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Hippocampus. 2010 May;20(5):596-607. doi: 10.1002/hipo.20665.

Alcohol inhibition of neurogenesis: a mechanism of hippocampal neurodegeneration in an adolescent alcohol abuse model.

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  • 1Department of Pharmaceutical Sciences, The University of Kentucky, College of Pharmacy, Lexington, Kentucky 40536-0082, USA.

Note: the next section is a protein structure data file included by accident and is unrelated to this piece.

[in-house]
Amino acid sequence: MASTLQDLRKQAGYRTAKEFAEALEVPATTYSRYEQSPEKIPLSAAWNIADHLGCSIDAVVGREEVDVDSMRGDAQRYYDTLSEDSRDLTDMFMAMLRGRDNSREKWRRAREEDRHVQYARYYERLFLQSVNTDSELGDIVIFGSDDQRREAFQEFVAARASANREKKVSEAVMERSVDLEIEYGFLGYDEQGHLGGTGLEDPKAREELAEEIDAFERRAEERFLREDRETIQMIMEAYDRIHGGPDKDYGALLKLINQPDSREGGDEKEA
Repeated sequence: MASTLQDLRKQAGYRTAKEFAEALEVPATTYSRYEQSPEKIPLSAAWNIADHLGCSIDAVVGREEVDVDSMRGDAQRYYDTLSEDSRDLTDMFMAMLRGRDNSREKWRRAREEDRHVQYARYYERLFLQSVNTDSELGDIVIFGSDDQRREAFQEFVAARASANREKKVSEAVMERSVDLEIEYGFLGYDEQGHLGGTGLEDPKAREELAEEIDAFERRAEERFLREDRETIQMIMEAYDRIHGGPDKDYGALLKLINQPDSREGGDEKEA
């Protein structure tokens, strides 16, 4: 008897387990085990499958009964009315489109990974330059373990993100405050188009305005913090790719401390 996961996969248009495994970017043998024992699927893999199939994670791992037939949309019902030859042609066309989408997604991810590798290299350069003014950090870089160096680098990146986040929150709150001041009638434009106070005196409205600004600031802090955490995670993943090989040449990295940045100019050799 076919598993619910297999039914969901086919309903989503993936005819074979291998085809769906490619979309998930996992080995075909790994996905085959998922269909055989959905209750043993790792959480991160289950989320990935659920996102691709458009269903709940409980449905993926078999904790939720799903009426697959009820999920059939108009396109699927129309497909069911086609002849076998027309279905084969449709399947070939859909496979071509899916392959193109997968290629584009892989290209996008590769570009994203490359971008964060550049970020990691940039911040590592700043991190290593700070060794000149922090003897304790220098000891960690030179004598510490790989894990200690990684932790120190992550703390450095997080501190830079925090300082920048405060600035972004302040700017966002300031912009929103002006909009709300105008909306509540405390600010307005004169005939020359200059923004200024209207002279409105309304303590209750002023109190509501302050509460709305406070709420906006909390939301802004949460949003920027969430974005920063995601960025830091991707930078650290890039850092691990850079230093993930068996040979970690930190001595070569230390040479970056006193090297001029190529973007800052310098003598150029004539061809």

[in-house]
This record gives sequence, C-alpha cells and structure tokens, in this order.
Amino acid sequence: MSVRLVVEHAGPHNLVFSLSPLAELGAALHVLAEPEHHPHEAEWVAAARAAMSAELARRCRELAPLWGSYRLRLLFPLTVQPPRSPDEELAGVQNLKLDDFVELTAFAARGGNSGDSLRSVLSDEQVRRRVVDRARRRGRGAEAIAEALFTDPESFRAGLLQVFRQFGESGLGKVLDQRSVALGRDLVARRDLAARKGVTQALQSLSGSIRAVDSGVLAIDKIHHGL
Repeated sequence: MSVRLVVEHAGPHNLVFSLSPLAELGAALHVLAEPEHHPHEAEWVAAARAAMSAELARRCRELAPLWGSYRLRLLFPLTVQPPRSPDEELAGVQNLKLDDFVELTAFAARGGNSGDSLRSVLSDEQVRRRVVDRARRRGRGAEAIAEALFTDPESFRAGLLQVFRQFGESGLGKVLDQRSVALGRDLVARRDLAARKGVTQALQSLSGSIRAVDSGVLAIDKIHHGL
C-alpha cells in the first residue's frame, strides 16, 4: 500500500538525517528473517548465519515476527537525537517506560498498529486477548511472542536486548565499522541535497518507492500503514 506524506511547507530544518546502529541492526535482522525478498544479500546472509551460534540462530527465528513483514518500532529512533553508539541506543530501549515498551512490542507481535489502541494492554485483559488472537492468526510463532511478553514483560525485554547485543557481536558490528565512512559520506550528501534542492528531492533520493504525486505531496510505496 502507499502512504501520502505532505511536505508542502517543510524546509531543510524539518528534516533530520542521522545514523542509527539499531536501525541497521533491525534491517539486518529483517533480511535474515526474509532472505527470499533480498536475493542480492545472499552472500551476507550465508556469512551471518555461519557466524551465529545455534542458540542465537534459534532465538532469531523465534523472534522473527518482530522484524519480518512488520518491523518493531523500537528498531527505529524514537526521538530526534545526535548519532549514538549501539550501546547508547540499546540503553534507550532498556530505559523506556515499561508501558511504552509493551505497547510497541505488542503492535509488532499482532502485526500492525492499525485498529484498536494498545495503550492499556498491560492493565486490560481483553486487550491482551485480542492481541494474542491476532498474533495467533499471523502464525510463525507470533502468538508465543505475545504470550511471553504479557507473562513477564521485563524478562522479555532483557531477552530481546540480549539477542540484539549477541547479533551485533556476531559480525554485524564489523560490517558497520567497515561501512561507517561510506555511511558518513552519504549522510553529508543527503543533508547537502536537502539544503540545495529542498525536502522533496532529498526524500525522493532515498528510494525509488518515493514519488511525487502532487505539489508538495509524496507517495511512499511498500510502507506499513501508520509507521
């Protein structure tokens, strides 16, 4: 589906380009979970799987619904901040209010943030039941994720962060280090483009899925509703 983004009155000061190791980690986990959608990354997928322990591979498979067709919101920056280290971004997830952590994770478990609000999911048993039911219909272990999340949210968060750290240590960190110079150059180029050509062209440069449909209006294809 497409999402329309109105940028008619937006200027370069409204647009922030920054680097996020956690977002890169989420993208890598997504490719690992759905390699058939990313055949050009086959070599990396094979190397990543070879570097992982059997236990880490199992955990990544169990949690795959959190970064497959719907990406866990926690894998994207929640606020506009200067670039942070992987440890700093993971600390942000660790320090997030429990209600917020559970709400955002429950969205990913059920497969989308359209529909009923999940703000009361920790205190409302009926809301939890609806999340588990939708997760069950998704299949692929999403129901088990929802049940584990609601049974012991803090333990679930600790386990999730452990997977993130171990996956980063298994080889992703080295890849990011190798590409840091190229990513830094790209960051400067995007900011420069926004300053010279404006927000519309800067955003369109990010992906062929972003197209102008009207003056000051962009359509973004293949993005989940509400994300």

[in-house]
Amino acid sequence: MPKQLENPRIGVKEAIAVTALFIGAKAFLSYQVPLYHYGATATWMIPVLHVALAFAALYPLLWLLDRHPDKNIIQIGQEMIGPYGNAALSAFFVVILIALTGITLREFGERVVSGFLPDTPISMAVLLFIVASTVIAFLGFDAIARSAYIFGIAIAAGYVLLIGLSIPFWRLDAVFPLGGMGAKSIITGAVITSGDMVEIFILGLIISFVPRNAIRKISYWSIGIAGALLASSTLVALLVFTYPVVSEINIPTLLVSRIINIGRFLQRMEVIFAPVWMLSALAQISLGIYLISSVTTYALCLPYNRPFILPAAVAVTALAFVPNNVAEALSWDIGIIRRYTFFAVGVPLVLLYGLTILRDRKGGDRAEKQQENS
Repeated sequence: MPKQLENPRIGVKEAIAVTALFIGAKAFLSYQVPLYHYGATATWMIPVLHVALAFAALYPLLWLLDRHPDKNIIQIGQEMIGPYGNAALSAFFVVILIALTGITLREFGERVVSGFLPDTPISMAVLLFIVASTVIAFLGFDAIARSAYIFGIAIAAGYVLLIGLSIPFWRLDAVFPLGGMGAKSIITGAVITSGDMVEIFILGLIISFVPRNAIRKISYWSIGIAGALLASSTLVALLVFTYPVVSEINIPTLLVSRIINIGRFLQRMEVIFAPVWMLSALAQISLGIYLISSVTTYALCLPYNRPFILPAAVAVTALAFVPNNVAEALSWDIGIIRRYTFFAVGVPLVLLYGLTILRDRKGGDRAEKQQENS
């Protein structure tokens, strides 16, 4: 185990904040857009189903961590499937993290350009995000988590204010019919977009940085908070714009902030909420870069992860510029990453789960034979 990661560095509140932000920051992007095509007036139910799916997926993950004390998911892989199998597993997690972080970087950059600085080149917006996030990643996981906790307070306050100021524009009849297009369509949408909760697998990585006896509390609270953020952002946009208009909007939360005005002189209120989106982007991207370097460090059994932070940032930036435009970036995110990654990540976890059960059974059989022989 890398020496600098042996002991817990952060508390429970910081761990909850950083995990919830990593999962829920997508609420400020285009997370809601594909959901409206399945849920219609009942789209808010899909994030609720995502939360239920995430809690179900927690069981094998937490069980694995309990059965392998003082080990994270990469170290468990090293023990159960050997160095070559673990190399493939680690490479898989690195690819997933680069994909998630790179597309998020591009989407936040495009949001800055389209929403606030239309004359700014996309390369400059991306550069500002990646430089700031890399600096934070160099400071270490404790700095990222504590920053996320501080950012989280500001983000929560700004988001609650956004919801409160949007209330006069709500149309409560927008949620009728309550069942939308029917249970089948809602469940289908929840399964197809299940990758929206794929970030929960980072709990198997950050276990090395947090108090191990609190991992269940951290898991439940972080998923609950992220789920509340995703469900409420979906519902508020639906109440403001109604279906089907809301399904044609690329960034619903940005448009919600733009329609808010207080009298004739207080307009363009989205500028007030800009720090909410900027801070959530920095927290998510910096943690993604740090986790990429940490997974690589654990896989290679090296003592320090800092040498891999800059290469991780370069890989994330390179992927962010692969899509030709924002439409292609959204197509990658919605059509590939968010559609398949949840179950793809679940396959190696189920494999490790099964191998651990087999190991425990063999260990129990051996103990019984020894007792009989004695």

Adolescents diagnosed with an alcohol use disorder show neurodegeneration in the hippocampus, a region important for learning, memory, and mood regulation. This study examines a potential mechanism by which excessive alcohol intake, characteristic of an alcohol use disorder, produces neurodegeneration. As hippocampal neural stem cells underlie ongoing neurogenesis, a phenomenon that contributes to hippocampal structure and function, we investigated aspects of cell death and cell birth in an adolescent rat model of an alcohol use disorder. Immunohistochemistry of various markers along with Bromo-deoxy-Uridine (BrdU) injections were used to examine different aspects of neurogenesis. After 4 days of binge alcohol exposure, neurogenesis was decreased by 33 and 28% at 0 and 2 days after the last dose according to doublecortin expression. To determine whether this decrease in neurogenesis was due to effects on neural stem cell proliferation, quantification of BrdU-labeled cells revealed a 21% decrease in the dentate gyrus of alcohol-exposed brains. Cell survival and phenotype of BrdU-labeled cells were assessed 28 days after alcohol exposure and revealed a significant, 50% decrease in the number of surviving cells in the alcohol-exposed group. Reduced survival was supported by significant increases in the number of pyknotic-, FluoroJade B positive-, and TUNEL-positive cells. However, so few cells were TUNEL-positive that cell death is likely necrotic in this model. Although alcohol decreased the number of newborn cells, it did not affect the percentage of cells that matured into neurons (differentiation). Thus, our data support that in a model of an adolescent alcohol use disorder, neurogenesis is impaired by two mechanisms: alcohol-inhibition of neural stem cell proliferation and alcohol effects on new cell survival. Remarkably, alcohol inhibition of neurogenesis may outweigh the few dying cells per section, which implies that alcohol inhibition of neurogenesis contributes to hippocampal neurodegeneration in alcohol use disorders.

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